Storm Collar - a large, wide collar that buttons across to cover the neck. Mostly found on cotton trenchcoats and pre 1960s overcoats.
Thornproof - a thick, strong worsted twist. Just the ticket for navigating the thicket! Mostly found on country suits and coats.
Tropical Weight - the lightest fabrics. 8 or 10 oz wool cloths or lightweight linens. Jackets are often only lined at the sleeves and shoulders. One of the few occasions when a man-made fabric may be desirable, due to lightness, durability and crease-resistance. Airey & Wheeler have specialised in these garments for many decades, declaring their premises to be situated in 'Tropiccadilly'.
Tuxedo - an American word...for dinner jacket.
Tweed - originated in Scotland and Ireland as a way for farmers to battle the chilly, damp climate. The cloth was rough, thick, and felted and the colors were muted and earthy. The cloth was made in the Tweed Valley, and some believe that is the origin of the word. A more popular legend has it that the name tweed is a twist on the Scottish word for “tweel” or twill, which is the signature weave of the fabric. In 1826, a London clerk accidentally transcribed an order to “tweel” and wrote “tweed” instead, and from there the name came into use.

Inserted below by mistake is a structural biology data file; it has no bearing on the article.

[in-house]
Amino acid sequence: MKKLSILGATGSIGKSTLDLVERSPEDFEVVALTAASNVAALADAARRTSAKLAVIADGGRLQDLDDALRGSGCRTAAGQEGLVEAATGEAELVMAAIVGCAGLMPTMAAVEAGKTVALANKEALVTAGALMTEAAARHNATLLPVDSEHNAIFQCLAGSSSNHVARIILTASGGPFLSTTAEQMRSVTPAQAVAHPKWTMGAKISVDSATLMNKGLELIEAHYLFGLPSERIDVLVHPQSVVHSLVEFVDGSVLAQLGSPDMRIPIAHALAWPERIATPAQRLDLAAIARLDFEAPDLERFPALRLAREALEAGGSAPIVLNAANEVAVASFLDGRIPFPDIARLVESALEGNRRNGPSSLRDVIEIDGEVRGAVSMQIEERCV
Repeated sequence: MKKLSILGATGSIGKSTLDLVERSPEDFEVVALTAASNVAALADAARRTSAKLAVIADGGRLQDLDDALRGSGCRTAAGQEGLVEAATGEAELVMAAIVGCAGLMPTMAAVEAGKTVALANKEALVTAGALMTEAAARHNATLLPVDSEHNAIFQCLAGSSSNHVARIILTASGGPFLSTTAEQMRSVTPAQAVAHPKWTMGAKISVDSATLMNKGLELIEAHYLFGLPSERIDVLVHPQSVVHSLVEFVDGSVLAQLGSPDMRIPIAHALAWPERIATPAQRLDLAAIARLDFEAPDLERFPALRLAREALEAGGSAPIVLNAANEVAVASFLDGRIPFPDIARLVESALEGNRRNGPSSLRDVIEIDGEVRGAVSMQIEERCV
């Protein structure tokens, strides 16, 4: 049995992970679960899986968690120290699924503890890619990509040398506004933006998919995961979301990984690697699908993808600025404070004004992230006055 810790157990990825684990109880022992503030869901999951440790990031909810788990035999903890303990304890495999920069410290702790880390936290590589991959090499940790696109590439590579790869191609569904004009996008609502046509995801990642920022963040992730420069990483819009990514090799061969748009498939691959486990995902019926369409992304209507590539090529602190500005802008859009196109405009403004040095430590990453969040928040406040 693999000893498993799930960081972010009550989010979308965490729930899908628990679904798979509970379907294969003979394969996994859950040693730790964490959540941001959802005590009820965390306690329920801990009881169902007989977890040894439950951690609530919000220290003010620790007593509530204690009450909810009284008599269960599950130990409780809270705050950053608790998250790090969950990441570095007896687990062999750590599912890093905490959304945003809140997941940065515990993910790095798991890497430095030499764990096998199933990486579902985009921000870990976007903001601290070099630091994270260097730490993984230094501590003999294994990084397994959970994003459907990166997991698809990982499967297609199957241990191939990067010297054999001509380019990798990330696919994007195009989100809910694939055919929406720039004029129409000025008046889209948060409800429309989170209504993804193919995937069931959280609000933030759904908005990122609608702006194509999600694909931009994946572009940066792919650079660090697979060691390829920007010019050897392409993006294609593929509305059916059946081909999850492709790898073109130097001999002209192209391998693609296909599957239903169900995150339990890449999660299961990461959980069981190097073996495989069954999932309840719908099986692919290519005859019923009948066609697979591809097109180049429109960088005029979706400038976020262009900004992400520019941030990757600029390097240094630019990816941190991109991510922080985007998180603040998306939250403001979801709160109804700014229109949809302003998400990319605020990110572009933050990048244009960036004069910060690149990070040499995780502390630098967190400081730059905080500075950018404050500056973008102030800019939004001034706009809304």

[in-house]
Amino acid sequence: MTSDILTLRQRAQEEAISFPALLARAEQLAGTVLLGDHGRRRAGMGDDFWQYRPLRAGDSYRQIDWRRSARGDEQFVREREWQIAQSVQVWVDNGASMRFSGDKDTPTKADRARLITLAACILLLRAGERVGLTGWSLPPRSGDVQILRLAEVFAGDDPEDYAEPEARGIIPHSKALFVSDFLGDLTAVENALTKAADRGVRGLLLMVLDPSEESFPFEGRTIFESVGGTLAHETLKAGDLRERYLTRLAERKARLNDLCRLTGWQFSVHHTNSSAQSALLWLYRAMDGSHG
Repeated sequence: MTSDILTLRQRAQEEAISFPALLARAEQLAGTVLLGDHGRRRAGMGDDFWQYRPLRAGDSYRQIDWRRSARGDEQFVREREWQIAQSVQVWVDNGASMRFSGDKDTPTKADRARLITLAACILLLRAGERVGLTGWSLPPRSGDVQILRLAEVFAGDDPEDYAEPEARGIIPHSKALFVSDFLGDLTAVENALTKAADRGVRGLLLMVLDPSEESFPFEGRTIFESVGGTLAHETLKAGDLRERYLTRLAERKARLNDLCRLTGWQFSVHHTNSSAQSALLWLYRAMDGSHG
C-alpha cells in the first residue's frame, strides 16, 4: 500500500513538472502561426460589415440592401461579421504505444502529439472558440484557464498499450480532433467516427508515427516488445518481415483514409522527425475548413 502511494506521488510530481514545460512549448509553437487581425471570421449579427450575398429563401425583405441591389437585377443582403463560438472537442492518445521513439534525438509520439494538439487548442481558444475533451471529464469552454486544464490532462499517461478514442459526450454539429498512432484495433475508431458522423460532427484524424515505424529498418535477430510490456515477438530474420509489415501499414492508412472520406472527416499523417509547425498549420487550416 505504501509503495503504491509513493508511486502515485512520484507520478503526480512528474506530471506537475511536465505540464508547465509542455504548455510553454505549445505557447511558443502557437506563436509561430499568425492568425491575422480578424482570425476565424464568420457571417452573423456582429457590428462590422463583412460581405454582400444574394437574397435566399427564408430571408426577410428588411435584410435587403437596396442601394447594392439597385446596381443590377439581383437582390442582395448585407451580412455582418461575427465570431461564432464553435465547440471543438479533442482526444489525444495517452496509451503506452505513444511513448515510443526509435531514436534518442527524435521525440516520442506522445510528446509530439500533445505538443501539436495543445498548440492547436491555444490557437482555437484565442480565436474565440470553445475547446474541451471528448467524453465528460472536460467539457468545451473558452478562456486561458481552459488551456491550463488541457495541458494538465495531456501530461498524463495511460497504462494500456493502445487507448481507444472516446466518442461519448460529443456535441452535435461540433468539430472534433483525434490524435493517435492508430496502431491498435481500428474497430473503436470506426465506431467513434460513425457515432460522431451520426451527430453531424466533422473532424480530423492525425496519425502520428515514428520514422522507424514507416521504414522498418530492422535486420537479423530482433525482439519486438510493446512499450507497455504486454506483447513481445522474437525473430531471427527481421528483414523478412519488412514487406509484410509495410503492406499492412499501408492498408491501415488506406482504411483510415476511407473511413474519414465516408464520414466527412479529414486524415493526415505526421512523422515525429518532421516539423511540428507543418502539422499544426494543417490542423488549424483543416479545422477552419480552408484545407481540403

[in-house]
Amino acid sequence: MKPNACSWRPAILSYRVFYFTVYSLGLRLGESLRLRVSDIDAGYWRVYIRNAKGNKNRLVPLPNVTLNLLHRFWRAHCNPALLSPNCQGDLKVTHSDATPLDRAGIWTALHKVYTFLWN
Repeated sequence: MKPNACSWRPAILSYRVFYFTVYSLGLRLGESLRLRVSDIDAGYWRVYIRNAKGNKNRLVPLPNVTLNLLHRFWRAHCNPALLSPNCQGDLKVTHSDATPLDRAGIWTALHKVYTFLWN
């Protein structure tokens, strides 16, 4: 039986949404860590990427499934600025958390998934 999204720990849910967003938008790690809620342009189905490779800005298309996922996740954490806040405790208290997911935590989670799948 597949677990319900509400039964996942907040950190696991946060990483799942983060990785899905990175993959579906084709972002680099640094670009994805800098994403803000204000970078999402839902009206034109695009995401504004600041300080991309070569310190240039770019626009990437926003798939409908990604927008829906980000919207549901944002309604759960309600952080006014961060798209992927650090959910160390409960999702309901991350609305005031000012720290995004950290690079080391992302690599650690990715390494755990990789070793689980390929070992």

Twill - a weave which forms diagonal lines across the cloth.
Turn-Up - trouser leg cuffs. Mostly found on country suits such as tweeds and flannels, and pre 1960s city cuits. Pioneered by Edward VII for use in less clement weather. Best suited to a twin-pleated high-rise trouser.
Velveteen - the velvet-like material used for pocket linings in vintage overcoats.
Welt - the reinforcing border of a top pocket.
White Tie - is the most formal of evening dress codes. Usually seen at official ceremonies and formal evening weddings. Even the most social chap may only wear White Tie on a handful of occasions during his lifetime. Thankfully, vintage pieces have have tended to remain in excellent condition for just the same reason, and are easily affordable. See our White Tie Guide.
Windowpane Check - a flattering open check. Used on tweeds, suits, sports jackets and country coats.
Working Cuff - a set of working cuff buttons may not be essential for modern living but, for many, they do instantly say 'hand tailored'. There are conflicting reports for why they were invented. Some suggest they were originally designed for surgeons, others say it was for country vets.